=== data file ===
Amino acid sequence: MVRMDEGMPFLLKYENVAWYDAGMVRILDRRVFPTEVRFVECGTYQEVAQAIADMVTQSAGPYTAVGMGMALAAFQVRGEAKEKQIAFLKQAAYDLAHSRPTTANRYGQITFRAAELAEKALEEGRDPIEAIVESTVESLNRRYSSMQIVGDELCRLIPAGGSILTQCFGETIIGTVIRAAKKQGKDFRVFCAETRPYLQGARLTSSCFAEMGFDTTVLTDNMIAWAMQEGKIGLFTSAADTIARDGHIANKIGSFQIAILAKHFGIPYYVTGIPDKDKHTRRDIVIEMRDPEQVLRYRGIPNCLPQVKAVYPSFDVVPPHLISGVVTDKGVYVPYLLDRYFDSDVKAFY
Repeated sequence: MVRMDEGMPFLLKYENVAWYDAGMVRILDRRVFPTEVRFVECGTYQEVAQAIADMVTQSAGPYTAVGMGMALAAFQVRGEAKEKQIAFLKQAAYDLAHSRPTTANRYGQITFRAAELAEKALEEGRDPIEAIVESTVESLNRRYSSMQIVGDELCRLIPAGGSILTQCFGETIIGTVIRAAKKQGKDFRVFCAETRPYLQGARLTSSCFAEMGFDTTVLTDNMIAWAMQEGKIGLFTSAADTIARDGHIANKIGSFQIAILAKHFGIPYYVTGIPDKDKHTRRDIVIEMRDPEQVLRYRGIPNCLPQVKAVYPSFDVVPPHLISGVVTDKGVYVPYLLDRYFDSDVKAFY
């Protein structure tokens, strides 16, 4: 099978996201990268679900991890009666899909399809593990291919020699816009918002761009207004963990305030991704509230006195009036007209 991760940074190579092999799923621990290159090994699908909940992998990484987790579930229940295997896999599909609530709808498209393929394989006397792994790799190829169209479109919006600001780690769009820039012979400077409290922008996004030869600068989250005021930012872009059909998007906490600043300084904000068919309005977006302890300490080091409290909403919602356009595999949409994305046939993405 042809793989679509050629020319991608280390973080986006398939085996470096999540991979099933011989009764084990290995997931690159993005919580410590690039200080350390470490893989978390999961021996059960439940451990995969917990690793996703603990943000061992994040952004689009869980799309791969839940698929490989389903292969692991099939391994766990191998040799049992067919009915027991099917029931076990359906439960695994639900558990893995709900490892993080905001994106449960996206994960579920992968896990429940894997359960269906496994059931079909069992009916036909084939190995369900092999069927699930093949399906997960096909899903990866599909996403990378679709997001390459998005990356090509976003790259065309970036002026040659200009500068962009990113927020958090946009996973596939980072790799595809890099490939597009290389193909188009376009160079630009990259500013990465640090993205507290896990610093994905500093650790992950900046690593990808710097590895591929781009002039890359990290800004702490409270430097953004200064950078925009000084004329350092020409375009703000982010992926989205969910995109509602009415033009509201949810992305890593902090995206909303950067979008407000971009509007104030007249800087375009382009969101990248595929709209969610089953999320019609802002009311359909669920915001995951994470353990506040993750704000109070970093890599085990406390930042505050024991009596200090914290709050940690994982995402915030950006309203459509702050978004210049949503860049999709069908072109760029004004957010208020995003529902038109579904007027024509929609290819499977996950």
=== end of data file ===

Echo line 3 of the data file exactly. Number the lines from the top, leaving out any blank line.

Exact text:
């Protein structure tokens, strides 16, 4: 099978996201990268679900991890009666899909399809593990291919020699816009918002761009207004963990305030991704509230006195009036007209 991760940074190579092999799923621990290159090994699908909940992998990484987790579930229940295997896999599909609530709808498209393929394989006397792994790799190829169209479109919006600001780690769009820039012979400077409290922008996004030869600068989250005021930012872009059909998007906490600043300084904000068919309005977006302890300490080091409290909403919602356009595999949409994305046939993405 042809793989679509050629020319991608280390973080986006398939085996470096999540991979099933011989009764084990290995997931690159993005919580410590690039200080350390470490893989978390999961021996059960439940451990995969917990690793996703603990943000061992994040952004689009869980799309791969839940698929490989389903292969692991099939391994766990191998040799049992067919009915027991099917029931076990359906439960695994639900558990893995709900490892993080905001994106449960996206994960579920992968896990429940894997359960269906496994059931079909069992009916036909084939190995369900092999069927699930093949399906997960096909899903990866599909996403990378679709997001390459998005990356090509976003790259065309970036002026040659200009500068962009990113927020958090946009996973596939980072790799595809890099490939597009290389193909188009376009160079630009990259500013990465640090993205507290896990610093994905500093650790992950900046690593990808710097590895591929781009002039890359990290800004702490409270430097953004200064950078925009000084004329350092020409375009703000982010992926989205969910995109509602009415033009509201949810992305890593902090995206909303950067979008407000971009509007104030007249800087375009382009969101990248595929709209969610089953999320019609802002009311359909669920915001995951994470353990506040993750704000109070970093890599085990406390930042505050024991009596200090914290709050940690994982995402915030950006309203459509702050978004210049949503860049999709069908072109760029004004957010208020995003529902038109579904007027024509929609290819499977996950």